Areas of Interest
The flavoenzyme thioredoxin reductase catalyzes the transfer of reducing equivalents from NADPH to thioredoxin, a 12 kDa protein containing a redox active disulfide. In its reduced form, thioredoxin activates transcription factors such as NF-kappa B in eukaryotes and OxyR in prokaryotes, acts as the donor of reducing equivalents in the conversion of nucleotides to deoxynucleotides, and works, in concert with the glutathione system, in maintaining the balance between thiols and disulfides in most cells, and, most important for our research, protects against reactive oxygen species. Thioredoxin reductase is found in two distinct types depending on the source, a 35 kDa form in prokaryotes, lower plants and fungi and a 55 kDa form in higher eukaryotes. Thioredoxin reductase is a member of the disulfide reductase family of flavoenzymes that includes lipoamide dehydrogenase and glutathione reductase. The 35 kDa form requires a large conformational change as part of catalysis to move reducing equivalents from the apolar interior of the enzyme, where flavin chemistry takes place, to the surface where thioredoxin binds. In contrast, the 55 kDa form, which is similar to lipoamide dehydrogenase and glutathione reductase in mechanism and structure, has a third redox active group located near the C-terminus that shuttles reducing equivalents from the dithiol adjacent to the flavin to the protein substrate, thioredoxin. It is thought that chemical differences between the third redox active group, a Cys-Lys-Gly-Gly-Gly-Cys in Plasmodium falciparum thioredoxin reductase and a Cys-Sec (selenoCys) in the human enzyme, will assist in drug design. Plasmodium falciparum is a causative agent of malaria, the fourth or fifth leading killer world-wide. Thioredoxin reductase is present in transformed cells at ten-fold the level found in normal cells, due to both the extreme sensitivity of these cells to reactive oxygen species and their high requirements for reduced nucleotides.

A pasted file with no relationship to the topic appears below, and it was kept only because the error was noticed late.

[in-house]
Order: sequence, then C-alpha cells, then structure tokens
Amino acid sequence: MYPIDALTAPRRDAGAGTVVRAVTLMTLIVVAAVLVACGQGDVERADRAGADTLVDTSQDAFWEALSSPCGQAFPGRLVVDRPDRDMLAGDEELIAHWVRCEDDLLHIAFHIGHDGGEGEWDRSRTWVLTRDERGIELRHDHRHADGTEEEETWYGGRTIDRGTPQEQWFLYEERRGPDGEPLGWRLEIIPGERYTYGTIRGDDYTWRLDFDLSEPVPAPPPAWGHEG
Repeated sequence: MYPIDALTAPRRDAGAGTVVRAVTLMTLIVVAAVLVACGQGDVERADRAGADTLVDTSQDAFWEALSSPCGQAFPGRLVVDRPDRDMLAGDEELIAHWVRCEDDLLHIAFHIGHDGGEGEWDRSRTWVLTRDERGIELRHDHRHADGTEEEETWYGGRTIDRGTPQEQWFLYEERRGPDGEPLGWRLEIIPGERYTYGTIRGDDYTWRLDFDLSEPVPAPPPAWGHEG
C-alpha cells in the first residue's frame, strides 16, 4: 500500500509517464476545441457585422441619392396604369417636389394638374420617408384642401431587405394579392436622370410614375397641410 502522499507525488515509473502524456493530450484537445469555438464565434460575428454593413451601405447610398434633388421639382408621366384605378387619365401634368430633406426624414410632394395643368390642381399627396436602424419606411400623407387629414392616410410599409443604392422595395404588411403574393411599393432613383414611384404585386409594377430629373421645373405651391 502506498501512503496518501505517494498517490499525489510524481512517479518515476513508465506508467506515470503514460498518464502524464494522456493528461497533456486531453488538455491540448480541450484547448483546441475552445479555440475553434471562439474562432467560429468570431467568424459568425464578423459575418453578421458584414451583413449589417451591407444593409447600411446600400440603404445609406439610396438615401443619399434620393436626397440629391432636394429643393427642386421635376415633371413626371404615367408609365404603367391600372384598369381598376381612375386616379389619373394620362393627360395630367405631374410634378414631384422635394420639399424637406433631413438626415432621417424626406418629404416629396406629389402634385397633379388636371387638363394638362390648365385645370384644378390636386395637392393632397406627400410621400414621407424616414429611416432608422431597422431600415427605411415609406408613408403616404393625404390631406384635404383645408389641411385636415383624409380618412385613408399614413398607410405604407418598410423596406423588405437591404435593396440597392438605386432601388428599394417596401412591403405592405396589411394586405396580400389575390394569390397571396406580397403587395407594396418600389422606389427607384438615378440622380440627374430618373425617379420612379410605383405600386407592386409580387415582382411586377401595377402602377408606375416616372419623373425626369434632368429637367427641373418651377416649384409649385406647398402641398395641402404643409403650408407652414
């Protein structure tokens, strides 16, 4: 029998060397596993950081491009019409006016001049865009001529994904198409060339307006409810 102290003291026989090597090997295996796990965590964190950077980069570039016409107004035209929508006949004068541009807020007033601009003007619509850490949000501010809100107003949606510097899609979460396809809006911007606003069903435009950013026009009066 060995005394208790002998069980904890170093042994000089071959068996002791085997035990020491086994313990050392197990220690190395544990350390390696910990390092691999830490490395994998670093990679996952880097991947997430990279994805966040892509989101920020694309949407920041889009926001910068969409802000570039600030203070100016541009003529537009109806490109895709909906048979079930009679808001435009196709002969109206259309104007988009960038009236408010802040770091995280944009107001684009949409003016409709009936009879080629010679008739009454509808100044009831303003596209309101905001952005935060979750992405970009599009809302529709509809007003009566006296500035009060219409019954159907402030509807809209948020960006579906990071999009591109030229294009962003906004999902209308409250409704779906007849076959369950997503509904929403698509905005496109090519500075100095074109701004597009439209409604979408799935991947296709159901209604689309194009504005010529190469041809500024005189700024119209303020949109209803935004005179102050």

My research is currently focused on a comparison of the mechanism and structure of thioredoxin reductase isolated from the human with that isolated from Plasmodium falciparum. In the totally in silico analysis of the two structures, it is evident that the two enzymes handle protons differently in the oxidative half-reaction. Enzymes in the disulfide reductase family catalyze electron transfer between a pyridine nucleotide and disulfide compounds. The flow of reducing equivalents in high Mr thioredoxin reductase is from NADPH to the flavin, from the reduced flavin to the so-called N-terminal redox active disulfide (the reductive half reaction), then to the C-terminal selenosulfide or disulfide and finally to thioredoxin (the oxidative half-reaction). In catalysis, lipoamide dehydrogenase and glutathione reductase cycle between the oxidized and 2-electron reduced states while both types of thioredoxin reductase cycle between the 2-electron and 4-electron reduced states. (Regrettably, I no longer take students.)
Honors & Awards
1978-2001 Research Career Scientist, U.S. Department of Veterans Affairs
1995 Visiting Professor, Department of Biochemistry, Cambridge University, England
1993 Council's Choice Award for outstanding contributions made to the Inteflex Program
1992 Distinguished Faculty Achievement Award
Reactivity of thioredoxin as a protein thiol-disulfide oxidoreductase.
Cheng Z, Zhang J, Ballou DP, Williams CH Jr.
Chem Rev. 2011; 111: 5768-83.
Investigations of the catalytic mechanism of thioredoxin glutathione reductase from Schistosoma mansoni.
Huang HH, Day L, Cass CL, Ballou DP, Williams CH Jr, Williams DL.
Biochemistry. 2011; 50: 5870-82.
Function of Glu-469' in the acid-base catalysis of thioredoxin reductase from Drosophila melanogaster.
Huang HH, Arscott LD, Ballou DP, Williams CH.
Biochemistry. 2008; 47: 12769-76.
Acid-base catalysis in the mechanism of thioredoxin reductase from Drosophila melanogaster.
Huang HH, Arscott LD, Ballou DP, Williams CH Jr.
Biochemistry. 2008; 47: 1721-31.
The relationship of the redox potentials of thioredoxin and thioredoxin reductase from Drosophila melanogaster to the enzymatic mechanism: reduced thioredoxin is the reductant of glutathione in Drosophila.
Cheng Z, Arscott LD, Ballou DP, Williams CH Jr.
Biochemistry. 2007; 46: 7875-85.
Identification of acid-base catalytic residues of high-Mr thioredoxin reductase from Plasmodium falciparum.
McMillan PJ, Arscott LD, Ballou DP, Becker K, Williams CH Jr, Müller S.
J Biol Chem. 2006; 281: 32967-77.
For a list of publications from PubMed, click HERE